A few weeks ago one of The Broons trilogy of comics that was free in The Sunday Post showed a few pages from an adaptation of Treasure Island drawn by Dudley Watkins. I was intrigued about this and Down the Tubes editor Jeremy Briggs kindly sent me a spare copy of the book. (In exchange for which I've agreed to do a drawing for him. I haven't forgotten, Jeremy! Will do it this week.) Here are a few pages from that book.
Dudley Watkins (the original artist of Desperate Dan, Lord Snooty, and others) drew his adaptation of Robert Louis Stevenson's Treasure Island in 1949 for serialization in the People's Journal, published by DC Thomson. He also drew adaptations of other classics for the magazine, such as Oliver Twist, Robinson Crusoe, and Kidnapped, and the stories were later collected into book form and published in the 1950s. In effect, these were precursors to the 'graphic novel', although all the dialogue appeared in the text beneath the pictures, not in word balloons.
The format of this Treasure Island book is a compact A5 size hardback with 124 pages. Although best known for Desperate Dan, Watkins was able to adapt his style with more detail for his adventure strips. The results are richly illustrated images that depict the story perfectly.
My classmates and I read the prose edition of Treasure Island at junior school and the sequence with the dreaded 'black spot' had us so engrossed we immediately played out that scene at break-time in the playground. Pretending to keel over dead with fright seemed hilarious when we were eight.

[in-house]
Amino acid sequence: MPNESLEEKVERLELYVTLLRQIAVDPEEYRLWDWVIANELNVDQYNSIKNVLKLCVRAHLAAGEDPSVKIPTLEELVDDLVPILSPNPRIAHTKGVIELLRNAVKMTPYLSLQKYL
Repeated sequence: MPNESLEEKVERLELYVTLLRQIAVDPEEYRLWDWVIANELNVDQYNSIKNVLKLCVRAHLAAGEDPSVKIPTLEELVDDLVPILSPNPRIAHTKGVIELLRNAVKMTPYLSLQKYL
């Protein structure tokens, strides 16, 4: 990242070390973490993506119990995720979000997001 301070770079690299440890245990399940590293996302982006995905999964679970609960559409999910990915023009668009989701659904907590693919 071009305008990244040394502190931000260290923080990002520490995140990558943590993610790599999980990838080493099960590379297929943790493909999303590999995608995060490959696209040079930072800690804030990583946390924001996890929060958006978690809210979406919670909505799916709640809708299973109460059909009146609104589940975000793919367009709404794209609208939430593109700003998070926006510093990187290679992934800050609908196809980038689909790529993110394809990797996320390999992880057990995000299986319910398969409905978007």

I've always been amazed at the amount of high quality work that Dudley Watkins turned out, week after week. He really was one of the best comic artists we've ever seen.
Serialized reprints of Treasure Island began in The Topper No.1 in 1953, with added colour. Personally I prefer seeing the strip in black and white as intended.
The book also contained a few feature pages, presumably newly drawn for the collection, showing what a dangerous experience it would have been to encounter pirates.
Readers accustomed to Dudley Watkins' lighter adventure strips (such as Jimmy's Magic Patch) might have found this dark, grim adaptation quite a change, but I'm sure the atmpspheric, blood-curdling story would have them transfixed. It would be great if this Treasure Island book (and Watkins' other strip adaptations) were re-issued. The quality of the work is too impressive to be consigned to history.